The world of NFTs and digital assets is transforming the possibilities of the art world as a whole. The doors to a boundless virtual portal have been swung wide open, unfortunately this new found land of opportunity is not without its fair share of undesirable trespassers.
The past month has seen an unconquerable amount of complaints from artists and newcomers alike regarding the rampant theft of their artwork. Their publicly viewable work is getting stolen and transformed into NFTs, which are then sold online for, more often than not, exorbitantly delectable prices.
The process, coined tokenisation, is incredibly hard to tackle at this moment in time, due to the sanctuary of anonymity surrounding the sellers', as well as the buyers', identity. As such, one can't even know how to go about contesting copyright violations. Now the struggle faced by artists whose works got stolen online is nothing new, but at least when there was a physical product and person behind the theft, reparations were still in the picture.
The days of elaborate art gallery heists, Ocean's 11 style, by the nifty hands of a suave Clooney-type are behind us. Now all you have to do is tag Twitter account "Tokenized Tweets" to purchase your NFT.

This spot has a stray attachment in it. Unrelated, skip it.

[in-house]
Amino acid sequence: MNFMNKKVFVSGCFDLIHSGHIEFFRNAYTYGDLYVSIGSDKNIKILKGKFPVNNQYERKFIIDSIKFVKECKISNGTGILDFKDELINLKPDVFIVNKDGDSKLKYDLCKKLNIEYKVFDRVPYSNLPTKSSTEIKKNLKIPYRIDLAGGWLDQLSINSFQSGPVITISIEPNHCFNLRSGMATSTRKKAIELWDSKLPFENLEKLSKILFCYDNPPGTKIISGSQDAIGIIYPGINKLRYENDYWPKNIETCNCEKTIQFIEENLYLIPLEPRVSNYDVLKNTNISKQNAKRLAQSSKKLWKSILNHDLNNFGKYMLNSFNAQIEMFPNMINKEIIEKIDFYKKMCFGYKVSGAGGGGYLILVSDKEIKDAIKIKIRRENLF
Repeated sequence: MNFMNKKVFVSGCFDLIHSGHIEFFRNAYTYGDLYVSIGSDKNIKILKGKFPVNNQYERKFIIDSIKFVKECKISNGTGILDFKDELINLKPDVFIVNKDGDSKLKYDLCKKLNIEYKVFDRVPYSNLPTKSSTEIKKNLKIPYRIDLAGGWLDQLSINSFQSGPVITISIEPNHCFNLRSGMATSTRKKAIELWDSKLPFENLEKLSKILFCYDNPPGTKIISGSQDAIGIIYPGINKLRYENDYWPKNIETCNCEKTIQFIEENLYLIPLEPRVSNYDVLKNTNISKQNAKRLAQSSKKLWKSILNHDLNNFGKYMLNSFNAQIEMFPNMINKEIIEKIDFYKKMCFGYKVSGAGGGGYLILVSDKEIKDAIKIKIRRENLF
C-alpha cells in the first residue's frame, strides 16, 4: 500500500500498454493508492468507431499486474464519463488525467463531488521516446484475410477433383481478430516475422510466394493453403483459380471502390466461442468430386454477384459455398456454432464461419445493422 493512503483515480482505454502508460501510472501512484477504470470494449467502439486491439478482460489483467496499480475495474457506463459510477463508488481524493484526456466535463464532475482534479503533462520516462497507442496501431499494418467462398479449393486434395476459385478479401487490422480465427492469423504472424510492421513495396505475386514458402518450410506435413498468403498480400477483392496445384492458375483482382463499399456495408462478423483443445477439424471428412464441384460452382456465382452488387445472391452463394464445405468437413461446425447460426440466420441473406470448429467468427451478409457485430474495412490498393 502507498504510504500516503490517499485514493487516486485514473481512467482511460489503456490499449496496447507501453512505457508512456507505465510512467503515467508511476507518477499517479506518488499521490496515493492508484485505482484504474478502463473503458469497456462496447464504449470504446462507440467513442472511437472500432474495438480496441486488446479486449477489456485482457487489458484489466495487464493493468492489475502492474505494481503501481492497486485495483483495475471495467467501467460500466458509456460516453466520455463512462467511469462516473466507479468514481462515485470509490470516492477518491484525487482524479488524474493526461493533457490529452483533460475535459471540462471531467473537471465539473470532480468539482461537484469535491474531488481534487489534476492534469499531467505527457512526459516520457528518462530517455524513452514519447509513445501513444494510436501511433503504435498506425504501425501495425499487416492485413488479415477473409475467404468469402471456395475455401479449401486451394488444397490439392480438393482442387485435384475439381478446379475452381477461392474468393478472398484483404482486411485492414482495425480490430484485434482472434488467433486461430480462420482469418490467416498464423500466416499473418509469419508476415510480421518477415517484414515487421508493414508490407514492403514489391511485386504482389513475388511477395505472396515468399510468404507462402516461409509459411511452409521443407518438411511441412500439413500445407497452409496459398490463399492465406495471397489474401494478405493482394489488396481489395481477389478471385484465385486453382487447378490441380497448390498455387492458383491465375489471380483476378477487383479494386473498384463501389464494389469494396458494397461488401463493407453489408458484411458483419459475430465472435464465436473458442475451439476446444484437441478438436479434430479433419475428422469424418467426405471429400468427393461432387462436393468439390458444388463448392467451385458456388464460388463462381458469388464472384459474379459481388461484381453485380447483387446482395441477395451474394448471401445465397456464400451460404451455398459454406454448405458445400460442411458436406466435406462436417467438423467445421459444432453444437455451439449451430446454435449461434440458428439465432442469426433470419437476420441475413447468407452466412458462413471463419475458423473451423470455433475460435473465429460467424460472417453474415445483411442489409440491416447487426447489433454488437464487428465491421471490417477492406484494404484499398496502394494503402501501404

Cool new scam artists should be aware of. Any rando can now turn your tweet and by extension, your artwork into an NFT by tagging this account @/tokenizedtweets
Block this guy pic.twitter.com/JeHXwcoYFV
— RJ Palmer (@arvalis) March 9, 2021
Particularly for smaller artists, this trend has evolved into a serious threat. Most of the commissions they get are thanks to their online presence, however this online presence could now be the very reason for their own demise.
NFT experts say that there are ways to protect your work from falling prey to tokenisation, and urge creators to put them into practice immediately. Many speculate that this is the future of art, and therefore artists have no choice but to adapt to the shift, essentially beating the digital art poachers to the punch by turning their own artwork into NFTs before anybody else does. Once the NFT exists, the very technology that makes it possible protects it from being copied.
I guess it's true what they say… If you can't beat'em, join'em.